Stories of our Māori Placenames


Te Wiki o te Reo Māori – a time to celebrate the richness of the Māori language in all its forms, including our Māori placenames which create a striking snapshot of New Zealand history and geography. They tell tales of romance, war, travel and discovery. Aotearoa has the record for the longest placename in the world, which tells quite a story. One of the stories behind the name Waitangi  is a tale of romance and legacy – the story of Maikuku and Huatakaroa, with a little help from a taniwha!


This plaque at our main entrance recognises the Waitangi Treaty Grounds as a Wāhi Tūpuna


Te Ana o Maikuku – Maikuku’s Cave


Maikuku was a local chief’s daughter, renowned for her beauty. She was a puhi (a young woman kept sacred) and was sent to live apart from her people in a cave in the cliffs near the beach here at Waitangi. A young man called Huatakaroa searched and searched for her. He was guided to her cave by the tangi (wailing), of a taniwha, a water spirit – which is one of the stories behind Waitangi (weeping waters): wai (water) and tangi (wailing or weeping). The couple had a child, Te Rā, who became a famous ancestor of the Ngāpuhi hapū Ngāti Rāhiri.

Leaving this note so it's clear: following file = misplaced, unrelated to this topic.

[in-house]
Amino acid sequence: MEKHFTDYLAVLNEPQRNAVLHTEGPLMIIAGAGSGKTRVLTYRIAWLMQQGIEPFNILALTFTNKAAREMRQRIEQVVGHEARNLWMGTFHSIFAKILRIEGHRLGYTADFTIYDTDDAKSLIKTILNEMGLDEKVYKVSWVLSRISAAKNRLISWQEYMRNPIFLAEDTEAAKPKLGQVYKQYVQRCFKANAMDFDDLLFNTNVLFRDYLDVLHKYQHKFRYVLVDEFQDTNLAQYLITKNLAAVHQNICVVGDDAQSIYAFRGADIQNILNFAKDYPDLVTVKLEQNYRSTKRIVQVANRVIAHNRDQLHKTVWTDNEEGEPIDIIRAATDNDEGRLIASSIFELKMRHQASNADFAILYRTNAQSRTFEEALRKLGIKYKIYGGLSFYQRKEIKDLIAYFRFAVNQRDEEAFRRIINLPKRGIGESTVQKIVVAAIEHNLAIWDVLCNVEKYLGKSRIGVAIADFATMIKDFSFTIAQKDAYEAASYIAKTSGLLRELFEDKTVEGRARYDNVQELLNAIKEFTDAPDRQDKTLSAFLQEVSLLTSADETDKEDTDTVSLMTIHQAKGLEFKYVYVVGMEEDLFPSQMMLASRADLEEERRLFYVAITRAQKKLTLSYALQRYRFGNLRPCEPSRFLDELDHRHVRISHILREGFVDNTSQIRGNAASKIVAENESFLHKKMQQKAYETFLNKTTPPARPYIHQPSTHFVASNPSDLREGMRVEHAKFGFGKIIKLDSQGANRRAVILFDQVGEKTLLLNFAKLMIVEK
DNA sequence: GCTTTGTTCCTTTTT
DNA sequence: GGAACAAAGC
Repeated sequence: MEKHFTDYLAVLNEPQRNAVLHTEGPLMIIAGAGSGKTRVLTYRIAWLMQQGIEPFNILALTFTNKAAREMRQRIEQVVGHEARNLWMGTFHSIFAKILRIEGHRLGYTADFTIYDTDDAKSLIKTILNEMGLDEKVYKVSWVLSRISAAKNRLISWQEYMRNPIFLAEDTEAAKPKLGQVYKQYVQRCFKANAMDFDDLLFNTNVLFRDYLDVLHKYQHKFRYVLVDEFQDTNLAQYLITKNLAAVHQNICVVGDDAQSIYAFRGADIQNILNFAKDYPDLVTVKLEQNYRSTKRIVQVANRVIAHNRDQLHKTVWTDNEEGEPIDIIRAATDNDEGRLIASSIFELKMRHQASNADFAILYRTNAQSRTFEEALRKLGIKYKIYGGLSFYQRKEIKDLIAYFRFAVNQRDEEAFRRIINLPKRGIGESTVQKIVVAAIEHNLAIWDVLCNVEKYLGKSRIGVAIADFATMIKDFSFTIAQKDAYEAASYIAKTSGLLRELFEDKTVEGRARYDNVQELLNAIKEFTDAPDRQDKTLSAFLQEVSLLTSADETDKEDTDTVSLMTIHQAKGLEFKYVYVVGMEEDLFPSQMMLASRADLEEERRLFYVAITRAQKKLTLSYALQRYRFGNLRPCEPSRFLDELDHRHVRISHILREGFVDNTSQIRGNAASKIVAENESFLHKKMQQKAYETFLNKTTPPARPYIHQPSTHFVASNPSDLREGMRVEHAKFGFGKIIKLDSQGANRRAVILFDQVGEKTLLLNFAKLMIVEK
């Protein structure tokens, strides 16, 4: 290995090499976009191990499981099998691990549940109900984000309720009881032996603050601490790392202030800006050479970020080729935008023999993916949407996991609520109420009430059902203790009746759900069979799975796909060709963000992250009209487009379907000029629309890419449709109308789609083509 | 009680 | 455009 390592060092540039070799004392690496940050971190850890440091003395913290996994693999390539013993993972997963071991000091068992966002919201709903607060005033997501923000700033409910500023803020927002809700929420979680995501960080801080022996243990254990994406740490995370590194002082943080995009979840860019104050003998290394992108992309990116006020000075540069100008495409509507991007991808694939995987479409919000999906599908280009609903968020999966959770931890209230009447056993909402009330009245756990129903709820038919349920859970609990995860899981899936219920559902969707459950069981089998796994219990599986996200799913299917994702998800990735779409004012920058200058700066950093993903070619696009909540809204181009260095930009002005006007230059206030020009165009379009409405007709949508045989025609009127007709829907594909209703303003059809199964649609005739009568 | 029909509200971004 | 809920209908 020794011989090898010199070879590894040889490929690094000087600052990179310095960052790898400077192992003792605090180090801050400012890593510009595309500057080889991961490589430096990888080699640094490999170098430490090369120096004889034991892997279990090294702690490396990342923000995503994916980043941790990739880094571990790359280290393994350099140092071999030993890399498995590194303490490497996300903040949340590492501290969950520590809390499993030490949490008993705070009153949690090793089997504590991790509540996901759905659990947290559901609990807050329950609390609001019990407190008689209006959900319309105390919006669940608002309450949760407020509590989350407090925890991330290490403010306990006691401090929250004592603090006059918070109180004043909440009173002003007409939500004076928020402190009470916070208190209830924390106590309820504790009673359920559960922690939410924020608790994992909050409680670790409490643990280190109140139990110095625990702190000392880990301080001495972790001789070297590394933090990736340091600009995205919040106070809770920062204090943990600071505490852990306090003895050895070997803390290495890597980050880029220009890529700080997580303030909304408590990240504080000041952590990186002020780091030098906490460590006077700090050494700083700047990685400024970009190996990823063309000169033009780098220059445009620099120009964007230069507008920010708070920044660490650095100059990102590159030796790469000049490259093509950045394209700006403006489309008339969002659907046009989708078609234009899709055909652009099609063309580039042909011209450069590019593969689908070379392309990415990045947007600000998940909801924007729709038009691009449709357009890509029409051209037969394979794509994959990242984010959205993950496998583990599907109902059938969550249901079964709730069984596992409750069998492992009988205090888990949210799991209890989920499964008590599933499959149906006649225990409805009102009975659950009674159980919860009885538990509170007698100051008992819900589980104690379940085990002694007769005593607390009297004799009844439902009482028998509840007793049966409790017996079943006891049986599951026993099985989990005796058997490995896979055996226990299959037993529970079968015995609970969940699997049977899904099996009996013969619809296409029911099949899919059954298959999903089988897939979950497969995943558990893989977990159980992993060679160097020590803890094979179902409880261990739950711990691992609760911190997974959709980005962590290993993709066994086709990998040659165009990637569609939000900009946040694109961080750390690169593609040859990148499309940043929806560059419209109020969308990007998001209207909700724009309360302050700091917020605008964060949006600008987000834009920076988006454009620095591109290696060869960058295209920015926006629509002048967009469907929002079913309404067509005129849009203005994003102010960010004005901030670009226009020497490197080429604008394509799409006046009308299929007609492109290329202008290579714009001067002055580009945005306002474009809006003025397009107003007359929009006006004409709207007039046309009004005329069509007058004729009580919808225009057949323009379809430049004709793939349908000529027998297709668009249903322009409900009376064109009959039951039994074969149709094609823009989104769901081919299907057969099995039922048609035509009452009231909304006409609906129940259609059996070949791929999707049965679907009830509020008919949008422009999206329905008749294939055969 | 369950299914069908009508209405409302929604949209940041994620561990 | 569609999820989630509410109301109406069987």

The beach shown above at Waitangi Treaty Grounds was originally named Te Ana o Maikuku to commemorate Maikuku. Today it is also known as Hobson Beach to mark the arrival of Captain Hobson here in 1840. The waka shelter here is named Te Korowai o Maikuku – The Cloak of Maikuku, in honour of Maikuku.

Many Māori placenames were changed after the arrival of Europeans. Explore the rich tapestry of tales told by the original Māori placenames with this interactive Dual Language and Te Reo Māori map.  Look at the distribution of Māori placenames in Aotearoa.  Māori placenames often have common components; find out more at 1000 Māori Placenames.

And just in time for Te Wiki o te Reo Māori and Mahuru Māori, check out and download our  Inquiry unit: Teaching Resources – Our Māori Placenames.

This explores the significance in Māori culture of tapa whenua  – naming places, to record history and describe places.Have fun exploring Māori placenames with upper primary to lower secondary students as well as learning some te reo Māori!

Image source

16/9/2020 Imogen Rider